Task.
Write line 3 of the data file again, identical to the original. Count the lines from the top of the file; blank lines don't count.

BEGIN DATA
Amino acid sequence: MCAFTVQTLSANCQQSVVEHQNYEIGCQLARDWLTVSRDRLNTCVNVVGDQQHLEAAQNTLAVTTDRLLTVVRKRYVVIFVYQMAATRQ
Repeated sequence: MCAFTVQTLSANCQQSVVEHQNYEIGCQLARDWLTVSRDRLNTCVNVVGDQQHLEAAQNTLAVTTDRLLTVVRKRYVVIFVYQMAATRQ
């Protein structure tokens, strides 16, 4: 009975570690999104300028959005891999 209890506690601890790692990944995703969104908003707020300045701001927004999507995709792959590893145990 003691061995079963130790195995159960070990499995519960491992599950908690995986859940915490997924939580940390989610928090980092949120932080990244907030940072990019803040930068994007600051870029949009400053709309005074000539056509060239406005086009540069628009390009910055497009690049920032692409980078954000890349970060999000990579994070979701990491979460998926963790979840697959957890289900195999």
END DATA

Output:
């Protein structure tokens, strides 16, 4: 009975570690999104300028959005891999 209890506690601890790692990944995703969104908003707020300045701001927004999507995709792959590893145990 003691061995079963130790195995159960070990499995519960491992599950908690995986859940915490997924939580940390989610928090980092949120932080990244907030940072990019803040930068994007600051870029949009400053709309005074000539056509060239406005086009540069628009390009910055497009690049920032692409980078954000890349970060999000990579994070979701990491979460998926963790979840697959957890289900195999």